Can Breast Milk Transmit COVID-19?

Many people have been affected by COVID-19 pandemic since its outbreak 1 year ago. This has been a concern regarding this issue especially pregnant and breastfeeding mothers. Their concern is whether the virus can be transmitted to the fetus and to the breastfed child.

The Question is, Can Breast Milk Transmit the COVID-19 Virus?

Research has been done in 46 mother-infant dyads or pairs who had their breast milk sampled for COVID-19 virus. All the mothers are tested COVID-19 positive. Investigation results found that 43 breastmilk were negative of coronavirus meanwhile the rest were positive via rt-PCR. Further investigation has been conducted and it is found out one out of three infants is tested positive for COVID-19 infection. Although positive, it is still unsure how the breast milk contains the virus as more investigation needed to be done.

There are limitations to this study as the virus itself is new and a lot of unknowns about it. It is unclear how the child got infected with the virus, but few hypotheses have been lined up such as:

  • Direct contact with the mother
  • Through breastfeeding or breast milk
  • Direct contact with other people tested positive for the virus

There is another hypothesis suggesting that breast milk of previously positive COVID-19 infected mothers (now recovered) may provide protection against the virus. According to Christina Chambers, she mentioned that having antibodies against the virus in the breast milk may indicate the mothers are passing a viral immunity to their babies.

However, there is no evidence that supports that mothers can transmit COVID-19 virus to their babies via breast milk up to date. Chambers’ latest research also suggests that breast milk itself is unlikely to be a source of infection of COVID-19 in babies.

Therefore, the mothers need to take extra precautions when breastfeeding their babies, especially in hospitals. It is advisable the mothers who is suspected or confirmed for COVID-19 infection to adhere to these rules:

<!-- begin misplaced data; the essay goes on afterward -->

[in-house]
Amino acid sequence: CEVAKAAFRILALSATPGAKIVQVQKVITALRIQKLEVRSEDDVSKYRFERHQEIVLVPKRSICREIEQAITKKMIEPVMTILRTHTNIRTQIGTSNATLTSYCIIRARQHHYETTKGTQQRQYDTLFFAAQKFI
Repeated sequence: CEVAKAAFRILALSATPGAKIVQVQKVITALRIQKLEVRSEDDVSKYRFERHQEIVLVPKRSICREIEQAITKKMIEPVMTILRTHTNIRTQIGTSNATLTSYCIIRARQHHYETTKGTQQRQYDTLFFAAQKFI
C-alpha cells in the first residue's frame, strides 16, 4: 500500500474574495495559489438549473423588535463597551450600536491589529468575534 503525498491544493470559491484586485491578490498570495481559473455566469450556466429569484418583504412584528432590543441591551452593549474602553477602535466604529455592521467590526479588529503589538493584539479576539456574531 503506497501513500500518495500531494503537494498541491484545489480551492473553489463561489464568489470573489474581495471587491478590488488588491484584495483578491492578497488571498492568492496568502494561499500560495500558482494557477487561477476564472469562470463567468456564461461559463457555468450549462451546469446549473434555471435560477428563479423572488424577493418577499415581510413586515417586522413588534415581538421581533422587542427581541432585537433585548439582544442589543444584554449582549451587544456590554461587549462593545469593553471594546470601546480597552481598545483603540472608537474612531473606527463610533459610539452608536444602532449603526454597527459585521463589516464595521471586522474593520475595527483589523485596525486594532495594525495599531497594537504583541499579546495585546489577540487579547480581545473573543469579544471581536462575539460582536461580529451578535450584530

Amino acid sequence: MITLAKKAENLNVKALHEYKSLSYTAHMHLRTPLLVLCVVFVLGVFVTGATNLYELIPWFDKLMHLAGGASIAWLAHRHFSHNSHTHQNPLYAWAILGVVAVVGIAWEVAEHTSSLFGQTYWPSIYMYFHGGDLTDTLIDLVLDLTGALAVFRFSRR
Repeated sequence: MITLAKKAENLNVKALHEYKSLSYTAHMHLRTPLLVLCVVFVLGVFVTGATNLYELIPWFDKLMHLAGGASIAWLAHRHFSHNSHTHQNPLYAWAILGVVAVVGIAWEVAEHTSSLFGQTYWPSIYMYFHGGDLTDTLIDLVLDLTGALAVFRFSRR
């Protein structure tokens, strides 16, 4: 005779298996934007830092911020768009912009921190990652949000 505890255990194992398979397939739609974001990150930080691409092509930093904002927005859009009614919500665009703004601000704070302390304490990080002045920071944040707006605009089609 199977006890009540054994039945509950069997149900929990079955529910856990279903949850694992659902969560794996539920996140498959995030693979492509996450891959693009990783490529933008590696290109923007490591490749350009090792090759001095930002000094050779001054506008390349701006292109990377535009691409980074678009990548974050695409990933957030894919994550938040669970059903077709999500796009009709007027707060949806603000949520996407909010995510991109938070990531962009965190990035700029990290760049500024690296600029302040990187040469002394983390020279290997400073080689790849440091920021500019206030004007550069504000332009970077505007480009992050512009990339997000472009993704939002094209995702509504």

• Stay quarantined and isolate themselves from the others.
  • Try to keep a distance from the baby whenever possible to avoid virus transmission.
  • Practice a correct hand hygiene technique. Try to use water and soap as a means of cleaning the hands. If no water and soap is available, use alcohol rub with at least 60% alcohol content. This to ensure the hands are clean before touching the baby, bottles, the breast or the pump.
  • Wear a mask (if quarantined and isolated in hospital).

Therefore, it is advisable for mothers to continue breastfeeding their babies as breastfeeding can provide them nutrients and build up immunity although it is not proven yet whether the breast milk could provide their babies protection against COVID-19 virus and infection.

With the availability of the coronavirus vaccine now, almost everyone will be able to receive the protection from the virus as the vaccine works as a shield against the threat of the virus. Regarding whether breastfeeding mothers could receive the vaccine, for the time being it is advisable for the vaccination to be deferred until they stop breastfeeding as limited data is available to support that breastfeeding mother could receive the vaccine while she is still breastfeeding her child. The Center for Disease Control and Prevention (CDC) mentioned that breastfeeding women can opt for COVID-19 vaccination but it is advisable for them to seek opinions from the medical experts before getting the vaccine.

References:

https://www.who.int/news-room/commentaries/detail/breastfeeding-and-covid-19

https://www.cdc.gov/breastfeeding/breastfeeding-special-circumstances/maternal-or-infant-illnesses/covid-19-and-breastfeeding.html

https://www.the-scientist.com/news-opinion/breastmilk-harbors-antibodies-to-sars-cov-2-68162

https://pubmed.ncbi.nlm.nih.gov/32587991/

https://www.healthychildren.org/English/health-issues/conditions/COVID-19/Pages/Breastfeeding-During-COVID-19.aspx

https://www.cdc.gov/vaccines/covid-19/info-by-product/clinical-considerations.html#pregnant